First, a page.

Please join me in welcoming Kimberly Willis Holt, author of Piper Reed Navy Brat. "It's not easy being the middle child, especially when your dad is a Navy Chief. Meet Piper Reed, a spunky nine-year old who has moved more times than she can count on one hand." You can learn more about Kimberly at her website. You can purchase a copy here.
I read Piper Reed last week. It brought me right back to my childhood, snuggled into bed, soft pillow behind my head, eager to jump into another kids' world. When I was nine, I'd have identified with Piper. At 9 times almost 5, I can still identify with her, which I think is the mark of a terrific and timeless children's book. And I adore Christine Davenier's illustrations. I asked Kimberly a few questions that are relevant to the world of special needs, because Piper has dyslexia.
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Why did you give Piper Reed dyslexia?
I didn't plan to create a character with a reading disability. It just happened. Many times when I write I discover things I didn't know about the character. Sometimes that happens during rewrites. But in this situation I realized she was dyslexic on the first draft. I think it had something to do with her sisters' love for reading.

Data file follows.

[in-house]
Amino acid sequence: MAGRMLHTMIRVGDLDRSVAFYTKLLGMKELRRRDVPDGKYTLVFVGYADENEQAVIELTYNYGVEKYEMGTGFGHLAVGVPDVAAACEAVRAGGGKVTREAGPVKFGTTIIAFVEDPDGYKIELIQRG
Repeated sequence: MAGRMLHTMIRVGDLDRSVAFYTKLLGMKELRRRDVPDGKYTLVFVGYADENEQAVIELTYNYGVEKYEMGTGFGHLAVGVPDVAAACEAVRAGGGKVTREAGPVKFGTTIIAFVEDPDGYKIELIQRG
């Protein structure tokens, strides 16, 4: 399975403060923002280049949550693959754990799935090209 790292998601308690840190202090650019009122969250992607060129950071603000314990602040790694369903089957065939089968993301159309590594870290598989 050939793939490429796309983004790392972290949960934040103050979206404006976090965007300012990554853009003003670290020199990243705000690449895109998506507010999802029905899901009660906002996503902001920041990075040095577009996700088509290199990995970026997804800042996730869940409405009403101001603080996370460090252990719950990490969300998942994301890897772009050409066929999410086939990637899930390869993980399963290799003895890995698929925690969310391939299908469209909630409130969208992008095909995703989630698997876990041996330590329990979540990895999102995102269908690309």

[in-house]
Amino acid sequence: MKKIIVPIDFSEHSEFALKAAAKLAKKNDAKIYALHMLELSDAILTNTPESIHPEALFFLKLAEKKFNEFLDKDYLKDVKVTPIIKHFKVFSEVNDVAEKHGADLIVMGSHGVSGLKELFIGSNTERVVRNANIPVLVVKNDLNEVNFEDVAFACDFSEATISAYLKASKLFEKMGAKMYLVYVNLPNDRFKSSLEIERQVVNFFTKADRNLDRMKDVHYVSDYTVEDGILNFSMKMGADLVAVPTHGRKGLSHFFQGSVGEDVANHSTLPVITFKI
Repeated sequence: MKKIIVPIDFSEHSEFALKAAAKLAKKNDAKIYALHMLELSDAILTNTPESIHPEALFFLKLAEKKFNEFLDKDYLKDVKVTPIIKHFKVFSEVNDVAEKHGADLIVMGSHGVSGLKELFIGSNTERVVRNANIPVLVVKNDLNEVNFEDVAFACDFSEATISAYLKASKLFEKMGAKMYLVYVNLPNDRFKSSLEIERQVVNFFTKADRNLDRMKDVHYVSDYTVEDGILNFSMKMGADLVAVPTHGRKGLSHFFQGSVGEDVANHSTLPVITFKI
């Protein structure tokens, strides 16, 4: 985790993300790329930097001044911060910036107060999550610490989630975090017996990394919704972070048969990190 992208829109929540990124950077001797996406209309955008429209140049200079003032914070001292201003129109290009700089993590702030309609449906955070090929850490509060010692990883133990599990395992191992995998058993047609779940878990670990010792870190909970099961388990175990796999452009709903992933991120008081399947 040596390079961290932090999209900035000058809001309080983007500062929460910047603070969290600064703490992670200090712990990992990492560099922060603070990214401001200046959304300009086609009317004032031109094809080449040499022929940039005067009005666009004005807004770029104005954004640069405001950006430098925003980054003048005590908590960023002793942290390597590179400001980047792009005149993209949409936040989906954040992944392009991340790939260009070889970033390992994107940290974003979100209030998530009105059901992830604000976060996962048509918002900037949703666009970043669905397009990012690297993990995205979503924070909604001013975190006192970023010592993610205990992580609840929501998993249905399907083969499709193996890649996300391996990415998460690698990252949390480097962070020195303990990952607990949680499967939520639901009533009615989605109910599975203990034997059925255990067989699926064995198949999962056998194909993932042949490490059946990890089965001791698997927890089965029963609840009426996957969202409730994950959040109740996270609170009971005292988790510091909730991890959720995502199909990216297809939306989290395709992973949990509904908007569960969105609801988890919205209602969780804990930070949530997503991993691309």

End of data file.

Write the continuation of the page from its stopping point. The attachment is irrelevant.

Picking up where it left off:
Also my mom was a special ed teacher and had many students with dyslexia. Over the years she told about their challenges. And though I don't have dyslexia(nor do any of my sisters) I am a slow reader. I'm more of an auditory learner. Sounds are important to me. I read at the speed that I speak. When I was in school, I thought I was stupid because I couldn't finish my tests in time. I think that gives me empathy for a dyslexic person.
Does Piper feel jealous toward her younger sister Sam, who is particularly bright and not challenged by dyslexia?
Although, Piper accepts her dyslexia, I believe she is insecure about what she believes to be Sam's supreme intellegence. Sam is smart, but she is not a prodigy. But Piper thinks her sister is and that's what matters.
What is Piper most afraid of when she moves?
Like most military kids, she's going to have to face being the new kid. She's done it before, but always had the advantage of making friends over the summer before the school year started. Now she's moving in October. She not only has to make new friends, but she is anxious about the possibility of the teacher making her read in front of the class.
Would Piper invite a child with a disability to join her Gypsy club?
Absolutely. Piper is a people person. She is a very accepting soul. Great idea!
Piper has a great catch phrase, "Get off the bus!" How does Piper feel about adding, "Get of the Van-bus!"
I love it! If I introduce a child with disability into the story, that might become a possibility. That's what I love about writing a series. Piper can meet more friends and have more storylines, because more books will follow.
You're welcome, Kimberly. Thank you!